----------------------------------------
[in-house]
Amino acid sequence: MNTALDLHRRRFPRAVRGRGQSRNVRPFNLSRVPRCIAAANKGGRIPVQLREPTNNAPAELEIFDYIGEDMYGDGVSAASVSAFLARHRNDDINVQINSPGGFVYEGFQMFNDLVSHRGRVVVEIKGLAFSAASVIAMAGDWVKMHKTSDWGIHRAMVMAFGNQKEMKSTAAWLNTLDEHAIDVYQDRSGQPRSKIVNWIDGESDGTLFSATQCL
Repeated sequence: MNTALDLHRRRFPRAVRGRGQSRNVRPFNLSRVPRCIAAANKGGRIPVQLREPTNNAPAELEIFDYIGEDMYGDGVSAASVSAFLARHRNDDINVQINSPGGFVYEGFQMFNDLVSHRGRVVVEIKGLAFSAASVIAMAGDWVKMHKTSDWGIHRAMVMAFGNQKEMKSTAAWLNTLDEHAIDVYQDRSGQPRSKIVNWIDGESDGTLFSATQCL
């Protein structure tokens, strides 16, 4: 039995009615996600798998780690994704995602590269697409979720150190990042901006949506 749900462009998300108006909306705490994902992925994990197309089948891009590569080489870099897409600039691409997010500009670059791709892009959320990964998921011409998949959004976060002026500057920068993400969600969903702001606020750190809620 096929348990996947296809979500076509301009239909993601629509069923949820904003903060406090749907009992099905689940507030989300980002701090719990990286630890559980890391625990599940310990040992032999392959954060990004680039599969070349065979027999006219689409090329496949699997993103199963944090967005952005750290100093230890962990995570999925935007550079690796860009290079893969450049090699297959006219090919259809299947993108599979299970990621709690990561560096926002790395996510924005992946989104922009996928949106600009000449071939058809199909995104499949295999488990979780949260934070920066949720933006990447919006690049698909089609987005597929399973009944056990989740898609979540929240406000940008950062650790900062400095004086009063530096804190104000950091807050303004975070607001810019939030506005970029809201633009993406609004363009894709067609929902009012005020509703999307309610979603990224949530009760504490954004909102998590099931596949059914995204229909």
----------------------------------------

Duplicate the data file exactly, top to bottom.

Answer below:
[in-house]
Amino acid sequence: MNTALDLHRRRFPRAVRGRGQSRNVRPFNLSRVPRCIAAANKGGRIPVQLREPTNNAPAELEIFDYIGEDMYGDGVSAASVSAFLARHRNDDINVQINSPGGFVYEGFQMFNDLVSHRGRVVVEIKGLAFSAASVIAMAGDWVKMHKTSDWGIHRAMVMAFGNQKEMKSTAAWLNTLDEHAIDVYQDRSGQPRSKIVNWIDGESDGTLFSATQCL
Repeated sequence: MNTALDLHRRRFPRAVRGRGQSRNVRPFNLSRVPRCIAAANKGGRIPVQLREPTNNAPAELEIFDYIGEDMYGDGVSAASVSAFLARHRNDDINVQINSPGGFVYEGFQMFNDLVSHRGRVVVEIKGLAFSAASVIAMAGDWVKMHKTSDWGIHRAMVMAFGNQKEMKSTAAWLNTLDEHAIDVYQDRSGQPRSKIVNWIDGESDGTLFSATQCL
């Protein structure tokens, strides 16, 4: 039995009615996600798998780690994704995602590269697409979720150190990042901006949506 749900462009998300108006909306705490994902992925994990197309089948891009590569080489870099897409600039691409997010500009670059791709892009959320990964998921011409998949959004976060002026500057920068993400969600969903702001606020750190809620 096929348990996947296809979500076509301009239909993601629509069923949820904003903060406090749907009992099905689940507030989300980002701090719990990286630890559980890391625990599940310990040992032999392959954060990004680039599969070349065979027999006219689409090329496949699997993103199963944090967005952005750290100093230890962990995570999925935007550079690796860009290079893969450049090699297959006219090919259809299947993108599979299970990621709690990561560096926002790395996510924005992946989104922009996928949106600009000449071939058809199909995104499949295999488990979780949260934070920066949720933006990447919006690049698909089609987005597929399973009944056990989740898609979540929240406000940008950062650790900062400095004086009063530096804190104000950091807050303004975070607001810019939030506005970029809201633009993406609004363009894709067609929902009012005020509703999307309610979603990224949530009760504490954004909102998590099931596949059914995204229909």